Time is Money
Volunteers make a difference at NIU
When Grant Simmon, ’00, isn’t directing events like Lollapalooza, the Hangout Music Festival, or President Obama’s inauguration, he’s setting the stage for an event that’s a little closer to home, and his heart: the NIU Foundation Red and Black.
When Grant Simmon directs a show, he believes anything is possible. He thinks of restrictions such as budget, time, and gravity as challenges that make the process even more fun.
When scholarship recipient Moonja Jeong, ’12, stepped into the spotlight at the 2012 Red and Black, her goal was to deliver a performance that would show her audience her profound gratitude. Little did the rising star know, she had Grant Simmon working behind the scenes making sure the moment was as big as her beautiful voice.
Simmon enjoys making NIU students, faculty, and standout philanthropists shine. So much so, that since 2009, he has volunteered as technical producer for the Red and Black, the NIU Foundation’s annual event showcasing the university. Simmon performs his volunteer service as a proud member of the event’s planning committee, which is co-chaired by Ellen Chessick and Jeff Yordon, ’70. Coordinating the event is a big job; it requires hundreds of hours of planning, set design, staging, lighting, audio engineering, and rehearsals.
“Grant and his crew are the first on site and the last to leave,” says Abby Dean, associate director of donor relations. “He gets to the hotel the day the equipment and crews arrive and doesn’t leave until the trucks are loaded back up.”
The acting graduate says he thrives on the challenge. Simmon got a chance to thrive last year when it became clear that Moonja Jeong’s vocal performance would require a grand piano. “There was no way we could have our star standing in front of a keyboard,” he explains. However, renting a piano would be far more expensive than a keyboard and there were other logistical concerns. “Even if we could build a stage that would support a grand piano, we’d need a forklift to get it up there.”
Yet, by all appearances, Jeong performed next to a full-sized grand piano on February 18. Little did the audience know, the piano held a little secret. Simmon had built a facade to disguise that lightweight, cost-effective keyboard. “I don’t think anyone knew the difference,” laughs Simmon.
Everyone involved agrees having Simmon around not only makes the Red and Black program possible, it makes it less stressful. “We all feel at ease knowing Grant is running the show—from crew call until the credits roll,” says Mallory M. Simpson, president of the NIU Foundation.
Yet, even a seasoned pro like Simmon gets a little rattled right before the show. “There’s nothing fun about the hour before opening night,” he admits. “I’m nervous. You’d think I was going out there on stage to sing myself!” Of course, he’s exhilarated by the pressure.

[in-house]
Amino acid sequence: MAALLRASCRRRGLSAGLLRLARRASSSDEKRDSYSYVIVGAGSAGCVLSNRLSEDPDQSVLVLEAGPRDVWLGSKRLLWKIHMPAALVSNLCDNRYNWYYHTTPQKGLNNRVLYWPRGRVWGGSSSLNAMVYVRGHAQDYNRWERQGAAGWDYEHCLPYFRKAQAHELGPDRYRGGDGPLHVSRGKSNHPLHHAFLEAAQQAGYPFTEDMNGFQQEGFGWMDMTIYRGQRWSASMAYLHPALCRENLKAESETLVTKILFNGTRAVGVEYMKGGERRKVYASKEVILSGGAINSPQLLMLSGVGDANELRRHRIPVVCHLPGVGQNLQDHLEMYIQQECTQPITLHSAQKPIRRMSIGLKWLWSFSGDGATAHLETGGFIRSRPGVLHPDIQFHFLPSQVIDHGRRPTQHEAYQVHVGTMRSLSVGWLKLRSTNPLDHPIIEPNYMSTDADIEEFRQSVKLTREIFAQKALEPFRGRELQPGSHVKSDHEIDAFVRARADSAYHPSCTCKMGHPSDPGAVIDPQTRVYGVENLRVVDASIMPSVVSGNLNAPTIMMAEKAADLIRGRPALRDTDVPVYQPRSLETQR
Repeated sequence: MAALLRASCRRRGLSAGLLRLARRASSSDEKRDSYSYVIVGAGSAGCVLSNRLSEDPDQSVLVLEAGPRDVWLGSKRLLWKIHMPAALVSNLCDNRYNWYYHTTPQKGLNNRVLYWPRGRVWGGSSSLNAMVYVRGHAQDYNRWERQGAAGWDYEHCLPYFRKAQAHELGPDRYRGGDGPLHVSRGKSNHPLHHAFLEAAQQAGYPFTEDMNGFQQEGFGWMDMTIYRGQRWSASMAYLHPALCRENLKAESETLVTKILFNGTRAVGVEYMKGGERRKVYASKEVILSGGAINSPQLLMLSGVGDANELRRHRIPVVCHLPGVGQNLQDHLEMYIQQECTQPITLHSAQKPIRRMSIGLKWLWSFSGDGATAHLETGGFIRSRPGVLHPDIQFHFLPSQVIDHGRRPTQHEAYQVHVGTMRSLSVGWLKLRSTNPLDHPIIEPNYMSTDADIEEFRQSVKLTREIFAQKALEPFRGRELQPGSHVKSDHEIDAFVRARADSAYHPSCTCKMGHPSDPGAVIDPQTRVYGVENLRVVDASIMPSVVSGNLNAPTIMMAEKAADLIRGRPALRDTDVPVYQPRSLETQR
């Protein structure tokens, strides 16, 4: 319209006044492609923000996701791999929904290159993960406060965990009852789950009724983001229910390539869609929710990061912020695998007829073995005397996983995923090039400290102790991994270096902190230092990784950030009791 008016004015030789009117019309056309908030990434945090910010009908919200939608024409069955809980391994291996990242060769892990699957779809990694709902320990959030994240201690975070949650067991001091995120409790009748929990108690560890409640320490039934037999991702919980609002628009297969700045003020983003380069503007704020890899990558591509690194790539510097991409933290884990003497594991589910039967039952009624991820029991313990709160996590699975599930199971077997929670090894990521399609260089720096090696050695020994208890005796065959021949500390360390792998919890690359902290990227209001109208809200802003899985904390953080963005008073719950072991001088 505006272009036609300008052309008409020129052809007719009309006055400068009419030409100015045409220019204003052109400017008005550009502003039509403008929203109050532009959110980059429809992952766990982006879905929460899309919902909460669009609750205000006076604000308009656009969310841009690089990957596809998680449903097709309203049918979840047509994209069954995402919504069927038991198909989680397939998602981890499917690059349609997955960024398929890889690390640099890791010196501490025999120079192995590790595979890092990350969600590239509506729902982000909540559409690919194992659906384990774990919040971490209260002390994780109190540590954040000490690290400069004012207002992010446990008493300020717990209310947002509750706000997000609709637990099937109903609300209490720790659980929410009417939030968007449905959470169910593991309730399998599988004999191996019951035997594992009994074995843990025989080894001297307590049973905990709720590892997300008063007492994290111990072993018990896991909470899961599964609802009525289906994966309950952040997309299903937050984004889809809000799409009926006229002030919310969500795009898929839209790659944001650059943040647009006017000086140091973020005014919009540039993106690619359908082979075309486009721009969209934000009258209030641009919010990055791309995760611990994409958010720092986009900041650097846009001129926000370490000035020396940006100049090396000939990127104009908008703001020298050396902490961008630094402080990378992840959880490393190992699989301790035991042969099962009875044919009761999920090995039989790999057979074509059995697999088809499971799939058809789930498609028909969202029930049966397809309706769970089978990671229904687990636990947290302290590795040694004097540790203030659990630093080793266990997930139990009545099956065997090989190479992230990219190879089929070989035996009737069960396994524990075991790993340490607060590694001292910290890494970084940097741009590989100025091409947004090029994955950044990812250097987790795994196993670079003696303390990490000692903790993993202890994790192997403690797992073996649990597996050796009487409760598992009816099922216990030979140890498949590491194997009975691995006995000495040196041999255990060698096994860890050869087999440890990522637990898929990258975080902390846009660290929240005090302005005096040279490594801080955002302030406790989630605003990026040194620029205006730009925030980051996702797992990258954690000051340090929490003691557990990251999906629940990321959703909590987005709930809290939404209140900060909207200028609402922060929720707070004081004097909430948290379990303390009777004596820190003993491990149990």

Simmon says that hands down, the greatest thrill of the process is the outpouring of emotion that comes from the audience. “It’s magical when they’re wrapped up in a moment we’ve worked so hard to create,” he says. “It’s especially rewarding when that emotion is for my alma mater.”
Although Simmon donates his time, the event still comes with a price tag. Equipment rentals and staging costs add up, which is why securing sponsorships is a major focus of the Red and Black committee’s efforts. When it comes to finding sponsors, no one holds a candle to committee co-chair Jeff Yordon. Last year, he raised more than half the show’s budget. “There’s no way we could put on a program of this caliber without underwriters,” explains Simpson. “The Yordons have given NIU so much, and Jeff isn’t shy about asking others to join him in support of NIU. We are very grateful.”
Simmon says he enjoys the “creative negotiation” involved in making Red and Black planning committee members’ ideas a reality. With every decision he makes, Simmon guards each dollar the committee raises. “I welcome the challenge of figuring out how to accomplish great feats on a tight budget.”
Delivering a memorable show is in Simmon’s genes. In fact, his parents, Jaymie, ’70, and Harry, ’69, Simmon, created the show template Grant uses today. Jaymie explains, “Harry and I felt that the Red and Black was always fun, but we could help make it really special, so we volunteered to produce it like a Broadway show.” Jaymie says that their goal was a simple one, “to give our student performers a platform to blow their audience away and show that NIU takes a back seat to no one.”
“The Simmons have given us such a valuable gift,” says Simpson. “They set the stage so our audience can experience the talents of our faculty and students. They help us give the audience something to talk about on the ride home.”
Simmon says he’s proud to carry the torch passed to him by his parents, but is quick to point out that he doesn’t do it alone. Dozens of people contribute to the Red and Black each year. From the performers to the sound techs, almost all of the event’s contributors are NIU students, faculty, staff, and alumni.
Says Jaymie, “Harry and I are proud of Grant, both for his technical skill and his willingness to give back. We have tried to instill in our kids the idea that service to community is essential, and he is living up to that.”
For now, Simmon is keeping busy with gigs like the Spring Awakening Festival, Bonnaroo, and the Electric Forest Festival. He is also enjoying time with his wife, Nicole, and two daughters, Grace and Nyla.
“Whatever I could give financially to NIU would surely pale in comparison with what I bring to the table with my passion,” he explains. “My mom and dad always taught me that you need to give people an opportunity to give. NIU provided my opportunity to give, and I hope my work creates opportunities for others to do the same.”